While I appreciate that my experience differs from a lot of people with autism, namely those who are nonverbal (I do not like functioning labels much), I find it quite upsetting that someone would dismiss my experience of autism in such a way. Allow me to give you some examples to show why my “high functioning” autism is not “glamorous.”


It is likely that most people on the autistic spectrum suffer from anxiety at some level. Mine is severe, and that is not just me overexaggerating. I can have as many as 20 panic attacks in a day, caused by anything from seeing a moth to a massive routine change. I’m scared to leave the house due to agoraphobia and have to be accompanied at all times as a result.


My behavior can change quickly. Although I may seem calm, I’m probably just faking it. Just one trigger can change my acting stance into what I call the “real me,” and then my behavior is unpredictable (even for me!) and potentially even dangerous if not handled well by my support staff. Those of us with “high functioning” autism may be able to “fake it,” but usually only to some extent. It’s like the metaphor of the graceful swan paddling for dear life under the water, but you just see the calm.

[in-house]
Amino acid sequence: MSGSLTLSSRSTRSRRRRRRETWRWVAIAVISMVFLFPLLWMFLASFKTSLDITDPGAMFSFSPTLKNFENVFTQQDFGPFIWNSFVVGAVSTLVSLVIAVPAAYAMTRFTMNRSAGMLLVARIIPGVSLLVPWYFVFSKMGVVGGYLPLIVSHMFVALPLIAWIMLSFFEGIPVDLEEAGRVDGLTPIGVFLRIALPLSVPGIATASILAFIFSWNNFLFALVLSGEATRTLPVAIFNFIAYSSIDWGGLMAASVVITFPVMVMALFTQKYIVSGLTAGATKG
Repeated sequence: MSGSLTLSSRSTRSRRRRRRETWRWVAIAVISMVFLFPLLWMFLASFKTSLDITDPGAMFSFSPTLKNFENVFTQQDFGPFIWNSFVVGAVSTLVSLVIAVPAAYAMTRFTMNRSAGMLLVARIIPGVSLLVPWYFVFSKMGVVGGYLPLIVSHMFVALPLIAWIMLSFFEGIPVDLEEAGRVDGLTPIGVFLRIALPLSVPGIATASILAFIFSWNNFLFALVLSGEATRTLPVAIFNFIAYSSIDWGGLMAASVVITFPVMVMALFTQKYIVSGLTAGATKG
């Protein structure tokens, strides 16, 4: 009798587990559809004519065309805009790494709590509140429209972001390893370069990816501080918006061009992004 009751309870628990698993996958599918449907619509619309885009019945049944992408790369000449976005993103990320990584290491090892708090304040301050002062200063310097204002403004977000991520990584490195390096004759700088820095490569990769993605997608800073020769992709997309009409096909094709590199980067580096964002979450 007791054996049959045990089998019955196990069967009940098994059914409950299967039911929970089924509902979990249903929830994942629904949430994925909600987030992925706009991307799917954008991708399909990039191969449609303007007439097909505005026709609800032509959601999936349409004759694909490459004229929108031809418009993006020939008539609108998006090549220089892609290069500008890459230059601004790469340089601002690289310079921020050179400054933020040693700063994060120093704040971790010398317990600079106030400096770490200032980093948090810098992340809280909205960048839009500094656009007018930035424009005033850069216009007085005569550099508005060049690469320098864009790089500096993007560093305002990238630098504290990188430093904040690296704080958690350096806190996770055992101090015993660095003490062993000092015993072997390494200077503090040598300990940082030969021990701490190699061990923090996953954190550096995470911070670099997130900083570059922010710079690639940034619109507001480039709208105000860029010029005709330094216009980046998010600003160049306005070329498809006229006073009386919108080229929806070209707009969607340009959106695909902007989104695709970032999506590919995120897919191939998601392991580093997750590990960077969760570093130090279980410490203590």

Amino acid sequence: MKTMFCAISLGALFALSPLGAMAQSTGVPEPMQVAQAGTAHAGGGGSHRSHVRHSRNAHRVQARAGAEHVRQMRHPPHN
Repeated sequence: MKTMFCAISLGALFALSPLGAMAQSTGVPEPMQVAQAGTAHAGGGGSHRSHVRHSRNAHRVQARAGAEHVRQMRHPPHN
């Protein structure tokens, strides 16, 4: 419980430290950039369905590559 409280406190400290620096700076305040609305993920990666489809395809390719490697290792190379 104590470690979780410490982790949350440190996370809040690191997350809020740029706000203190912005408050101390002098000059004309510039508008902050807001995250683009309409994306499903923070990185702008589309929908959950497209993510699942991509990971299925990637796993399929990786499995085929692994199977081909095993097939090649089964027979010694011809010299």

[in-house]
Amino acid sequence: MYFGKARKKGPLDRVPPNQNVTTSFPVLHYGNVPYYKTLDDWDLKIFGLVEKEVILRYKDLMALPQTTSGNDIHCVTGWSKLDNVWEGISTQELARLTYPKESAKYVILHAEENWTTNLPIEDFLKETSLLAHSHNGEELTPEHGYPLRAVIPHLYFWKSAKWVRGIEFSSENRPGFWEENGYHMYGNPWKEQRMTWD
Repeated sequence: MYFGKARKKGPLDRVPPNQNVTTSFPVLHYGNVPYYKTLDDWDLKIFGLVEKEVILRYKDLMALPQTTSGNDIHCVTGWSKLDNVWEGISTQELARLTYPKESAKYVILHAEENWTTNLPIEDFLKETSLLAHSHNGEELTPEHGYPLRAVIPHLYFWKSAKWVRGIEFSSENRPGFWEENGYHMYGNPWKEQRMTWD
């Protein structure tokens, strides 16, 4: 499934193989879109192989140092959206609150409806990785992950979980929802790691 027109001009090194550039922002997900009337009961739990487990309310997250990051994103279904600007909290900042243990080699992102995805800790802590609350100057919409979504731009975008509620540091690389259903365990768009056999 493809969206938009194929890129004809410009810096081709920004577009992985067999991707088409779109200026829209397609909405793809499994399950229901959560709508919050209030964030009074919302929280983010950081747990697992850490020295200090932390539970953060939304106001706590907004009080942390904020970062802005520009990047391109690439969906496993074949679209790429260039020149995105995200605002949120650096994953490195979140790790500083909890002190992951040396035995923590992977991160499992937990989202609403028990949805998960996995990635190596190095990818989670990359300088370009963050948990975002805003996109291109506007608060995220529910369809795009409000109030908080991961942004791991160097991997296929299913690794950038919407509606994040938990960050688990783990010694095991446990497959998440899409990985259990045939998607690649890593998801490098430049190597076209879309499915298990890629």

This is not just reserved for one end of the spectrum; many autistic people experience this behavior. I’ve had to have wounds bound up after smashing my head into a wall repetitively. I used to suffer from rashes after I would burn myself on the carpet during a meltdown. As a teenager I often bit my arms and hands, sometimes until they bled.

Difficulty expressing myself

Although I talk… a lot… it’s rarely about what needs to be talked about, such as my feelings. I cannot tell you what feelings are going through my head because I cannot name them. As a result, a typical emotion can quickly become totally overwhelming to the point of a meltdown. If I’m feeling ill, I’m more likely to tell you to go away (in a much less polite way) than tell you I’m sick. I suffered from gastritis for well over a year before I was able to accurately tell anyone what the feeling was to pursue a diagnosis (and now treatment). Just because someone can talk does not mean they don’t have trouble communicating.